Fellows, 2013-2014

at the NYU Center for the Humanities

Ademide Adelusi-Adeluyi

Ademide Adelusi-Adeluyi

Doctoral Student Fellow; Doctoral Student, Department of History, Graduate School of Arts & Science

Ademide Adelusi-Adeluyi is a Ph.D. Candidate in the Department of History. With a strong interest in West African urban history and colonial cartography, her research pairs historical and visual narratives in order to reconstruct the past, in place. She earned her B.Sc. at Northeastern and her M.A. at NYU.  Her dissertation explores the local spatial practices of the women and men living, trading, working and proselytizing on the western coast of Africa in the Bight of Benin. In particular, she analyzes how they imagined, manipulated and represented the spaces they lived in, how they built their homes and cities, and even how they destroyed them, in tense competitions for political and economic power in Lagos between 1845 and 1870.

Ademide is the recipient of the Mellon Dissertation Fellowship in History for 2013-14, and joins the Humanities Initiative as an honorary fellow.

Dwaipayan Banerjee

Dwaipayan Banerjee

Doctoral Student Fellow; Doctoral Student, Department of Anthropology, Graduate School of Arts & Science

Dwaipayan Banerjee is a doctoral candidate at the Department of Anthropology at NYU. His research interests include the anthropology of health and science, the anthropology of South Asia, and the relationship between ethnographic and philosophical concepts. His doctoral research concerns the shaping of the concepts of life, pain and care in the contexts of biomedicine and postcolonial law in India.

Prior to his doctoral work at NYU, he graduated with an M.A. and an M.Phil in Sociology from the Delhi School of Economics. His research has been funded by a Wenner Gren Foundation Fellowship, a National Science Foundation Fellowship, a Social Science Research Council and Andrew Mellon Foundation Fellowship (DPDF), a NYU Media and Culture Fellowship and a NYU McCracken Fellowship. His writings have been published in Contemporary South Asia, Social Research and Biosocieties, among other journals. Dwaipayan also studies and produces documentary and ethnographic films.

J.M. DeLeon

J.M. DeLeon

Doctoral Student Fellow; Doctoral Student, Department of Performance Studies, Tisch School of the Arts

J. M. DeLeon is a Ph.D. Candidate in the Department of Performance Studies. Previous education includes an MA in Performance Studies at NYU (2009), and a BA in theatre directing and critical theory, with a minor in queer studies, at UCLA (2004). Research interests include feminist and queer theory; identity politics and separatist movements; aesthetics and spectatorship; collaboration, rehearsal and amateur performance. In addition to the Humanities Initiative fellowship, DeLeon has received NYU’s Corrigan Fellowship, the Performance Studies MA Departmental Fellowship, and the Paulette Goddard Award. DeLeon is former managing editor of Women & Performance: a journal of feminist theory (2010-11).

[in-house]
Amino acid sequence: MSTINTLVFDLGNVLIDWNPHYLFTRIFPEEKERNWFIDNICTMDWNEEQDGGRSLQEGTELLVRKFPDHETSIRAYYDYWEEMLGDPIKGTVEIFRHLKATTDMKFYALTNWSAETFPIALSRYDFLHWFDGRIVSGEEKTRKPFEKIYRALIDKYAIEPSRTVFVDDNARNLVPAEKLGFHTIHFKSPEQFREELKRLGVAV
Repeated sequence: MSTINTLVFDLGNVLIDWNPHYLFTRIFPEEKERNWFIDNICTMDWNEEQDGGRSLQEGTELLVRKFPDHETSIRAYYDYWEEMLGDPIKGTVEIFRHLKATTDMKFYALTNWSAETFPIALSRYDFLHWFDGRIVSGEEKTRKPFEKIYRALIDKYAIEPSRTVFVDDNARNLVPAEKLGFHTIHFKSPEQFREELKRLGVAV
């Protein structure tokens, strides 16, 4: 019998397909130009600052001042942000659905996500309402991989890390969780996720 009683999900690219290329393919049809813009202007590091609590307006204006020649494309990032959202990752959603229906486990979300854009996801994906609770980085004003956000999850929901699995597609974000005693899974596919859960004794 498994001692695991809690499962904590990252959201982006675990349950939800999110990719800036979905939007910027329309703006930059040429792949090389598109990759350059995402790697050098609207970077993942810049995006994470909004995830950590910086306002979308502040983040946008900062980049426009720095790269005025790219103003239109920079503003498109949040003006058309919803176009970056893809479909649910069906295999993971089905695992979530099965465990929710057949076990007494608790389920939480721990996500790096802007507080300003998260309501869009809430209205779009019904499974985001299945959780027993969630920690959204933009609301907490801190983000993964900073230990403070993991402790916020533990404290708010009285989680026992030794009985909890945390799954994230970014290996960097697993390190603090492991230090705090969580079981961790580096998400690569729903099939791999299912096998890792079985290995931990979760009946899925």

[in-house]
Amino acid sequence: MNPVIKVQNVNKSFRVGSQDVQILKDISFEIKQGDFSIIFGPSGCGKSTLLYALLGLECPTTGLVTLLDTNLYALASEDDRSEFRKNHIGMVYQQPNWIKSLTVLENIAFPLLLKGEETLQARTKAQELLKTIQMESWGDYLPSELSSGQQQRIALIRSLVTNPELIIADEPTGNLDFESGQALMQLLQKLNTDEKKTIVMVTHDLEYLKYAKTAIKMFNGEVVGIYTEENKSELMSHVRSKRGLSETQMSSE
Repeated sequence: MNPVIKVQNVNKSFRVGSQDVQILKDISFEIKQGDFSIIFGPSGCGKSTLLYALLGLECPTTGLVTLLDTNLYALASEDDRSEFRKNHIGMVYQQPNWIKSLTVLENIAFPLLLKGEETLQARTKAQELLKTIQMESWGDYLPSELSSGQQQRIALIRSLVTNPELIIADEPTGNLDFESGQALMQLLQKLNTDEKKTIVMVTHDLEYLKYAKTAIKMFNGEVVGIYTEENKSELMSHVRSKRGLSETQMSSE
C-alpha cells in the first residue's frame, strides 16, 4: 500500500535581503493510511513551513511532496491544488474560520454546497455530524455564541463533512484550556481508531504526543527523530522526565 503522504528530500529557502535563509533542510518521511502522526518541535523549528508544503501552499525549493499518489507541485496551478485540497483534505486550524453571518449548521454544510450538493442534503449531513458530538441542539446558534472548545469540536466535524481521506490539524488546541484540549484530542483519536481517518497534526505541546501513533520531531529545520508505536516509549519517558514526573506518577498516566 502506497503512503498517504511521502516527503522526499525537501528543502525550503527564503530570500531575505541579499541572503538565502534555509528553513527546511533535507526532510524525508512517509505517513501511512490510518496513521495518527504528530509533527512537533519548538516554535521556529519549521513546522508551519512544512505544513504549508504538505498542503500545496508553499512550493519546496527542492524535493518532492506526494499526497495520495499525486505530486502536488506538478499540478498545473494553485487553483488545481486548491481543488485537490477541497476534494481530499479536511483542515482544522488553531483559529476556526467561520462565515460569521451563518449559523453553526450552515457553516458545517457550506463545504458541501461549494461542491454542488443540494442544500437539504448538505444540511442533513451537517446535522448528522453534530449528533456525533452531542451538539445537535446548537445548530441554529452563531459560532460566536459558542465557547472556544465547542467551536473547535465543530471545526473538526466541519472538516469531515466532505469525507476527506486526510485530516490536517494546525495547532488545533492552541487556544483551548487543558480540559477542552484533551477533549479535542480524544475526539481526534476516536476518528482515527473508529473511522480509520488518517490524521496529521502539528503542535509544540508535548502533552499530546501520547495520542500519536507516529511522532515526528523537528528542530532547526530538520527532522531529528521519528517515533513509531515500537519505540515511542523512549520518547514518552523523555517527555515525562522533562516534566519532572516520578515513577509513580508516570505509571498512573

DeLeon’s dissertation project is titled “Let Me Listen To Me”: The Politics and Aesthetics of Self-Indulgence. The accusation of “self-indulgence” functions as a subtle disciplining of artists who demonstrate an improper investment in the value of the non-normative self—in particular: queer, feminist and/or artists of color. This dissertation moves to transvalue these degraded selves by examining self-indulgence in performance, and arguing for the radical potential of self-indulgence, both personal and aesthetic, as a strategy for flourishing beyond the bare subsistence of normative survival.

Jennifer Heuson

Jennifer Heuson

Doctoral Student Fellow; Doctoral Student, Department of Media, Culture and Communication, Steinhardt School of Culture, Education, and Human Development

Jen Heuson is a Ph.D. candidate in the Department of Media, Culture, and Communication. Her research interests include sound and sensory ethnography, heritage studies, American West tourism, critical phenomenology, and experimental filmmaking. Her award-winning films have screened internationally, and she has published works in SensateContemporary Music Review, and Experimental Film and Anthropology (Berg 2014). Jen’s dissertation examines the production of frontier aurality at heritage sites and events in South Dakota’s Black Hills. Her dissertation research has been funded by The Wenner-Gren Foundation, NYU’s Council for Media and Culture, and a LeBoff Research Grant. She holds an MA in Film and Television Studies and an MA in Philosophy and Cultural Analysis, both from the University of Amsterdam, and a BA in Philosophy from the University of Northern Colorado.

Dania Hückmann

Dania Hückmann

Doctoral Student Fellow; Doctoral Student, Department of German, Graduate School of Arts & Science